Luckily, I have a co-worker from The Netherlands who took a look at the picture and said that it’s something you can see every day. No one from there would think twice since the risk is low in that environment.

These examples seem to indicate that we are focusing too much on the negative of cycling. 

Similarly, people seem to think all cyclists have a death wish when they see a few who don’t ride with helmets or behave in an unsafe manner on the road. That’s not most cyclists, data has shown that both cyclists and drivers break the rules at the same rate.

During Bike To Work Week, hundreds of responsible cyclists stopped by the celebration stations. These are the cyclists who make up the majority, but because they blend into traffic we don’t take notice. We see the cyclists who scare us.

When we see a cyclist without a helmet, we automatically see that Hollywood-produced scene in our heads with the ambulance EMT standing forlornly over an unmoving body. Cue the wailing family and the guilt-ridden driver who happened to be in the wrong place at the wrong time.

Seeing only the negative in any activity limits our ability to explore it. Should we do this with cycling?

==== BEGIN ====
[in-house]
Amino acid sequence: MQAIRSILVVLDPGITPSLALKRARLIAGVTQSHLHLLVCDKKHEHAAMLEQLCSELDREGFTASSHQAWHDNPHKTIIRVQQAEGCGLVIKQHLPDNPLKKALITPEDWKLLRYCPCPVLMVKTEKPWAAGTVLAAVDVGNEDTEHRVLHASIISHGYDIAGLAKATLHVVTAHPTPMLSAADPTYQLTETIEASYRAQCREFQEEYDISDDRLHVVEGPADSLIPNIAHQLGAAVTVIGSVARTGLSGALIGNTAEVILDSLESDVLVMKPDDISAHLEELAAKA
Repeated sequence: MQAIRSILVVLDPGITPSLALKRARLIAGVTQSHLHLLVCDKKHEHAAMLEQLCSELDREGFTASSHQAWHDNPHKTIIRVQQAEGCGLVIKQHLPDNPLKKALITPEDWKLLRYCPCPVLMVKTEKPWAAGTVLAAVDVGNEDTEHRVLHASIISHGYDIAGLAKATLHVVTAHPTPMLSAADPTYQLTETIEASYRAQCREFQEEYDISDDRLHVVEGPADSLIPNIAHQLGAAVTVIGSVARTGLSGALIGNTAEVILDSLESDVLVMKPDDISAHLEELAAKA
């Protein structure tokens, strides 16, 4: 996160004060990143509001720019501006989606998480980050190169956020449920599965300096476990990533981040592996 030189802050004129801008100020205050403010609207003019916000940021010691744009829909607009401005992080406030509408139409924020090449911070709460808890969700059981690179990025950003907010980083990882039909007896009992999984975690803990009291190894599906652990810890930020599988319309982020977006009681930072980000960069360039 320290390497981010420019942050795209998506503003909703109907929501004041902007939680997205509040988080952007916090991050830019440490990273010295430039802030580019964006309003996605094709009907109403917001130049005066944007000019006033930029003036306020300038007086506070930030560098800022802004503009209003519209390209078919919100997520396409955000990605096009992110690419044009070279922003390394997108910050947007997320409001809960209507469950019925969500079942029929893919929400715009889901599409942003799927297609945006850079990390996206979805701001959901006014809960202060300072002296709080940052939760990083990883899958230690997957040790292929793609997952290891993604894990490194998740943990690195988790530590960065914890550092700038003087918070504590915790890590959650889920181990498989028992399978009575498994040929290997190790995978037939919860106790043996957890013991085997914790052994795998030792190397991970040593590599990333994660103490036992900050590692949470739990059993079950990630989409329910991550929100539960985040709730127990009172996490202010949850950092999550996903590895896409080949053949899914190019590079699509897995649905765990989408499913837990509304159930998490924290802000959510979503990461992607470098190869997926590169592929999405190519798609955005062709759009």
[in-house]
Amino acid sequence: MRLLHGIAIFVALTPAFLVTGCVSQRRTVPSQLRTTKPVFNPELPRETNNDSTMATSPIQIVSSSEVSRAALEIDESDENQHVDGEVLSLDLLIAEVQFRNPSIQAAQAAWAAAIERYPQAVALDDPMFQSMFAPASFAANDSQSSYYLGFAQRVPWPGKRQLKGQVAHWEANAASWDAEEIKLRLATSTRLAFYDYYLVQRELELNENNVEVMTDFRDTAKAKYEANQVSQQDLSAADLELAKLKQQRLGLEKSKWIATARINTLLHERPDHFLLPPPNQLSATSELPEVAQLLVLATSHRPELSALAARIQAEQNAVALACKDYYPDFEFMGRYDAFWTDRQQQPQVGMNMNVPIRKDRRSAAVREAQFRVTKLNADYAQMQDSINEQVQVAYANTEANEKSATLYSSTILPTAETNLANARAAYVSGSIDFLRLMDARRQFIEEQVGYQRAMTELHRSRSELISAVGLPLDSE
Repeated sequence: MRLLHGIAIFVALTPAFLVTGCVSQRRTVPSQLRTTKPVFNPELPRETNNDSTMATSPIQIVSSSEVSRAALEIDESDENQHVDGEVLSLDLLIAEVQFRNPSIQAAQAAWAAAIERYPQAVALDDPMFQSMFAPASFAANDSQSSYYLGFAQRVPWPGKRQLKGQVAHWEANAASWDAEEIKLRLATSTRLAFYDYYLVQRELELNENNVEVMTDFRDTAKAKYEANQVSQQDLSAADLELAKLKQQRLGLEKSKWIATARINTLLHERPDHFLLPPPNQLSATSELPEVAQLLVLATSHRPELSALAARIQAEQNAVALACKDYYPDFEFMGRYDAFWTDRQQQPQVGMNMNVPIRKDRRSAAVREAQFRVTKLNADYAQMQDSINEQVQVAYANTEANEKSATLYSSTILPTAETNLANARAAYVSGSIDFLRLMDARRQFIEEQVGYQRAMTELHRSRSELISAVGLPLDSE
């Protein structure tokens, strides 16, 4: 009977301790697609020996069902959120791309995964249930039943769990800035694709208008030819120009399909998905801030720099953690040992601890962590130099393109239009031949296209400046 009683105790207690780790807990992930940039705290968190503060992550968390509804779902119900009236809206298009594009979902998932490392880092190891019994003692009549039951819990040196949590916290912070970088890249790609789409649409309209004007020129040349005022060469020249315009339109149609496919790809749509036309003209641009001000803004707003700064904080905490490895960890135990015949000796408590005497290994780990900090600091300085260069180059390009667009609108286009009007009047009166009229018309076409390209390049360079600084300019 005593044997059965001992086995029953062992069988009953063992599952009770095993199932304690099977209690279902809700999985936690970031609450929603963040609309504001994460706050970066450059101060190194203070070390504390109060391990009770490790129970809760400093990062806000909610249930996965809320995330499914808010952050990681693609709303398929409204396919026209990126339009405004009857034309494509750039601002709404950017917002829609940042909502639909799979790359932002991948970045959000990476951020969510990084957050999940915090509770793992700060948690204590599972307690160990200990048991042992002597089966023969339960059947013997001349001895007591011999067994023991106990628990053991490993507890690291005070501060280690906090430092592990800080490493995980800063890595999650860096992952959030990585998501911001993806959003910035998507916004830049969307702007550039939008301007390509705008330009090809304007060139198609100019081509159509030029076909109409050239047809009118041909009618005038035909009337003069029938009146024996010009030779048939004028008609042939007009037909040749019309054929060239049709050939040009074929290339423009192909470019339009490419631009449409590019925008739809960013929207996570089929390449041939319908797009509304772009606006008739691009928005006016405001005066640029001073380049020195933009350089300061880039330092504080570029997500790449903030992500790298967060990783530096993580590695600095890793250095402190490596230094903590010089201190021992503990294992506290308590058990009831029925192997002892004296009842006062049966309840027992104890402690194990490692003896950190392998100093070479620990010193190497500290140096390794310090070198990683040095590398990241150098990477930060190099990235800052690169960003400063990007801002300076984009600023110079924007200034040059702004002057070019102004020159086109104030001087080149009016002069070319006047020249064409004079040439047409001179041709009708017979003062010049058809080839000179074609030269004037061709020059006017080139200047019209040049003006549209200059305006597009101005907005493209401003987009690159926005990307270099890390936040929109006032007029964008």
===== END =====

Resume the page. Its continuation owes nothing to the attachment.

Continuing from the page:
The bicycle was invented 200 years ago as horses starved due to large clouds of ash from a volcano eruption. It expanded how people could get around. 

Two hundred years and bicycles still hold a strong place in our society. Let’s look for ways to celebrate the bicycle. Look at all it offers us: better health, easy mobility, less pollution. That’s just the short list.

Look for the cyclist wearing a helmet, look for the cyclist signalling and staying visible in traffic.

Look for drivers who notice cyclists.

See road users who show respect to others.

These are the positive things that will help us all get where we want to go in a better frame of mind.

More Grind My Gears articles

About the Author

As a youngster on two feet, a teenager on two wheels, then a young adult on four wheels, Landon has found that life is really about using all modes of transportation. Currently a cycling advocate with the Kelowna Area Cycling Coalition he tries to lower road rage on both sides.

The views expressed are strictly those of the author and not necessarily those of Castanet. Castanet does not warrant the contents.